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Re: Tennessee Lineman...Becareful

Post  topgroove on Fri May 18, 2012 7:19 pm

the Employee and his crew were replacing a forty-foot power pole with a new pole
forty-five feet in height. While the Employee was in a bucket lift near the top of the new
pole preparing to attach a lightning arrestor, a copper ground wire that he held in his bare
hands came into contact with a transformer on the older, charged pole some five feet below.
The Employee received an electrical shock of approximately 7,200 volts. Other members of
the crew were able to return the bucket (also referred to as a cradle) to ground level where
first responders rendered aid. The Employee was initially transported to a hospital in
Huntsville, Tennessee. Because of the severity of his injuries, however, he was transferred
to Vanderbilt Medical Center’s burn unit where he was treated, primarily by orthopaedic
surgeon Dr. Jeffry Watson.
Dr. Watson found that the most significant injuries were to the first webspaces of each
hand—the area between the thumbs and the index fingers. Dr. Watson described the injuries
as “full-thickness loss of his skin down into his muscle . . . as well as into the nerves that go
to the fingers or the index finger on the right side and more into the thumb on the left side.”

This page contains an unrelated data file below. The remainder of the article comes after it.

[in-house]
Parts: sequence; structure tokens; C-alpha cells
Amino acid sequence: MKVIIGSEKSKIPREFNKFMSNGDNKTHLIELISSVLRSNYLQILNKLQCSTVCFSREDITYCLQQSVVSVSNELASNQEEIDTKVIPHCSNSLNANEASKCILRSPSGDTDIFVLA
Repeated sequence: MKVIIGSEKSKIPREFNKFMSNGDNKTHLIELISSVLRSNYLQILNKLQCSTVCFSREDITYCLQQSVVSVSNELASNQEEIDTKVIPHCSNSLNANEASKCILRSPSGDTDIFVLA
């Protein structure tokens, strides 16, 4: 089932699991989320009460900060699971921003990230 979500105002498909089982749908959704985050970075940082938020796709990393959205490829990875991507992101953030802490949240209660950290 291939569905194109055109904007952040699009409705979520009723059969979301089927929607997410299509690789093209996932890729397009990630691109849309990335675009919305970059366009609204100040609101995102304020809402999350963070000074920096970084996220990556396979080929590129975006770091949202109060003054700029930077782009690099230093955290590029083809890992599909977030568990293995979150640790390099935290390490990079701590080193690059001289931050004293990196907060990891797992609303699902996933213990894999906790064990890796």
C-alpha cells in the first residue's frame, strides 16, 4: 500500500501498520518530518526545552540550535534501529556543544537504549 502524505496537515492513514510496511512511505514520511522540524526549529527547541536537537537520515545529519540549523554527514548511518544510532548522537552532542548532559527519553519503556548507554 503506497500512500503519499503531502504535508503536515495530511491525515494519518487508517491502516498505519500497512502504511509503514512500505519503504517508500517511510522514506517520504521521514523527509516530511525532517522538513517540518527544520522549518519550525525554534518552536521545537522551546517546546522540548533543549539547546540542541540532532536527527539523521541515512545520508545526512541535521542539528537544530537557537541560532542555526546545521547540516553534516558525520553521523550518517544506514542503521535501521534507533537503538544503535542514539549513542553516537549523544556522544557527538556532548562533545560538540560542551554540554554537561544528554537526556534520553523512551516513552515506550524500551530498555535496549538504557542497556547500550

Dr. Watson performed a total of eight surgeries—five on the left hand and three on the right.
These procedures included cleaning the wounds, cutting away dead tissue, and removing
healthy skin from the Employee’s forearms and upper arm to suture into the hands.
Following these surgeries, Dr. Watson ordered physical and occupational therapy over a tenmonth
period in an effort to reduce the swelling in the Employee’s hands and increase
strength and flexibility. Dr. Watson also treated the Employee for adhesive 1 capsulitis in his
shoulder—a condition where the shoulder becomes stiff and painful because of limitations
in movement during a recovery period. Another physician treated the burn injuries to the
Employee’s side. Just over one year after the accident, the Employee was able to return to
work in the same position he held at the time of the accident.
The Employee was thirty-six years old at the time of trial, had a high school education,
and had previously worked as a cook, furnace technician, electrical apprentice, and electrical
foreman. Certified as a general lineman, the Employee had worked for the Employer for
over nine years. While having a satisfactory recovery based on the severity of his injuries,
he continued to experience some numbness in his right index finger, a lack of strength in his